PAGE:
Table Tennis (DOC)

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					                                                  Table Tennis

The true origin of Table Tennis is largely unknown, although forms of the sport have been documented as
early as the late 1800s in England. The sport started becoming popular around the world in the early
1900s. During this time, the official name of the sport was changed from Ping-Pong™ to table tennis. This
was due to copyright conflicts with Parker Brothers, who owned the rights to the name and game of Ping-
Pong™. The International Table Tennis Federation and United States Table Tennis Association (later
changed to United States Association of Table Tennis) were formed at about this time. These
organizations would go on to become the primary ruling bodies of table tennis.

 A good serve must first touch the server’s court and then, passing over the net, touch the receiver’s
 A serve that touches the net and goes over onto the receiver’s side is a let.
 A game shall be won by the player who first wins 11 points, unless the score is tied at 10, and then the
  winner will be the first to win 2 more points than their opponent.
 After 2 points, the receiver shall become the server, and the server the receiver.
 If the game is tied at 10, the service shall change after each point.

 Service starts on the right side and must land in the receiver’s right half-court or on the centerline.
 The receiver of the first 2 serves becomes the server next, then after their 2 serves the teammates on
  the left half of the court serve and receive.
 Teammates must alternate hits during the game.

1. The ball must be held above the table level in order for the opponent and umpire to see it.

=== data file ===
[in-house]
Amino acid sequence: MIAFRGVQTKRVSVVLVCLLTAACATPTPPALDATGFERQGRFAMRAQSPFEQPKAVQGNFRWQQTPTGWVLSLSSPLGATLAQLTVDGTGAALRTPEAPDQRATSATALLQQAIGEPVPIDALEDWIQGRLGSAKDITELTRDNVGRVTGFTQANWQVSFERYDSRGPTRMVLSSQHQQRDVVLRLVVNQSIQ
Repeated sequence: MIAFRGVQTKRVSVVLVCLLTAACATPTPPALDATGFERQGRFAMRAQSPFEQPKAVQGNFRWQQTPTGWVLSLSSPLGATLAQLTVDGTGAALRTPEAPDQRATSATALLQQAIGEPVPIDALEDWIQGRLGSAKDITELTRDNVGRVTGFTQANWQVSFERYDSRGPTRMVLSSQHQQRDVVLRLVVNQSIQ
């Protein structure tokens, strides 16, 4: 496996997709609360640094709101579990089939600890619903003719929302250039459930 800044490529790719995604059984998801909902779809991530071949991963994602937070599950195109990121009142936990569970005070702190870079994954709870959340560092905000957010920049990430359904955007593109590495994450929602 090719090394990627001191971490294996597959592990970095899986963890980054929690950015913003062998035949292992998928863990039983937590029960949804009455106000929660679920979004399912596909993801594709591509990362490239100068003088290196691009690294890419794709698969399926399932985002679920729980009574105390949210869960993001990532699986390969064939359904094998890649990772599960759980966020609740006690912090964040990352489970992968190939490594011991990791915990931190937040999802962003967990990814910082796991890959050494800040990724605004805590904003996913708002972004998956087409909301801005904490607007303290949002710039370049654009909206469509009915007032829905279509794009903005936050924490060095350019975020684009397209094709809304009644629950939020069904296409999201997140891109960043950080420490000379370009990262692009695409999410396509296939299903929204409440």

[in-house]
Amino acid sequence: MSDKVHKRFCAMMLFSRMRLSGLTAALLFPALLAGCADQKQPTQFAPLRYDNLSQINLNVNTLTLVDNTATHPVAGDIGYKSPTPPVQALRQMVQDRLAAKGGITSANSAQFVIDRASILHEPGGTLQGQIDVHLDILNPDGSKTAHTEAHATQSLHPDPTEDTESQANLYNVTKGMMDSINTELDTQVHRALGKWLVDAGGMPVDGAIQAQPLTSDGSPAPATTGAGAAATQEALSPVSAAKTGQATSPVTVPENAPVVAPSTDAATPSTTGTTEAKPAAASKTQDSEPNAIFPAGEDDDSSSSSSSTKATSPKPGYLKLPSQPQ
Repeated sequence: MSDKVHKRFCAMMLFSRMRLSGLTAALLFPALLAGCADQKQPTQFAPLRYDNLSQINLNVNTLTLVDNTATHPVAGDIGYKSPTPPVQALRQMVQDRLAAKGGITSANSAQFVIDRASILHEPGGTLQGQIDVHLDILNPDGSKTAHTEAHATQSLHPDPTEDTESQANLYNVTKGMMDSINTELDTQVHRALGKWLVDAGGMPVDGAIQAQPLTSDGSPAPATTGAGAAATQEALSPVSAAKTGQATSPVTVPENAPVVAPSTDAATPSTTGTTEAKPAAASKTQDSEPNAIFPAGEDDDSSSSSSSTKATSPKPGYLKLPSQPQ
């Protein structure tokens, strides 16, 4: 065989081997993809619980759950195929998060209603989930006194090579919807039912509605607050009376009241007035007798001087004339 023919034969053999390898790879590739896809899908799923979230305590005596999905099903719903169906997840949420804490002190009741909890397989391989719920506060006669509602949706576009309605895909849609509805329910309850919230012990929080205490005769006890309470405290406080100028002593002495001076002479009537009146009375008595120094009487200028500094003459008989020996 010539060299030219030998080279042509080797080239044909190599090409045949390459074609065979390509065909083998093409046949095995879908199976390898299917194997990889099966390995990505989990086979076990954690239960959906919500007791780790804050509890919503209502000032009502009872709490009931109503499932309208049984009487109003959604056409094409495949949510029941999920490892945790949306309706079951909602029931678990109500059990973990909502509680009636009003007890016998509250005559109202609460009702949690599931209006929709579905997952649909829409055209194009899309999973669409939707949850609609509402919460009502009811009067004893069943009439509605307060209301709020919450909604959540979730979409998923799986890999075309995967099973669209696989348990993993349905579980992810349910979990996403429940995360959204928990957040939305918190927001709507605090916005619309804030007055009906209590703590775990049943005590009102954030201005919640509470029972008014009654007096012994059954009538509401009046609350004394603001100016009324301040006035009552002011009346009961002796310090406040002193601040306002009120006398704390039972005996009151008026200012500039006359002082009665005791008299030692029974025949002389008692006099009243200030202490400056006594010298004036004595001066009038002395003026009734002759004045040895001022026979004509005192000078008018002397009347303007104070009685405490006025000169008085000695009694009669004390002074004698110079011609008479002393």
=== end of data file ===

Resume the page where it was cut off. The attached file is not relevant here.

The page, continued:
2. The ball must be held in the palm of the hand with fingers stretched, and tossed vertically at least six
3. The ball must be struck only on the way down.
4. The ball must be struck behind the end line.

THE DRIVE (forehand and backhand): The drive is a shot that puts a light topspin on the ball and
produces a low trajectory, used as the primary offensive strokes in table tennis.
THE PUSH (forehand and backhand): Pushes are basic backspin shots, used to change the pace of an
exchange or to return certain very low and close shots such as backspin serves. A generally defensive shot,
it allows placement anywhere on the table that is difficult to attack when executed properly.
THE BLOCK: Blocking allows a player to use the opponent's force against him/her, and is done
immediately after the bounce so that maximum control and speed are retained. Adjusting the racket angle
depends on the severity of topspin on the ball; the more topspin there is, the more you should close the
racket. Being essentially a cut-down drive, there is very little backswing and follow-through.
THE SMASH: The smash, or kill, is the put-away stroke of table tennis. Any ball that is high enough and
close enough to the opponent's side can be smashed, although some opportunities are better than others.
Smashing combines waist, forearm, and wrist movement to the fullest extent. A good smash is very hard
to return, but it can be done. The ball is contacted at the top of the bounce at its highest point.

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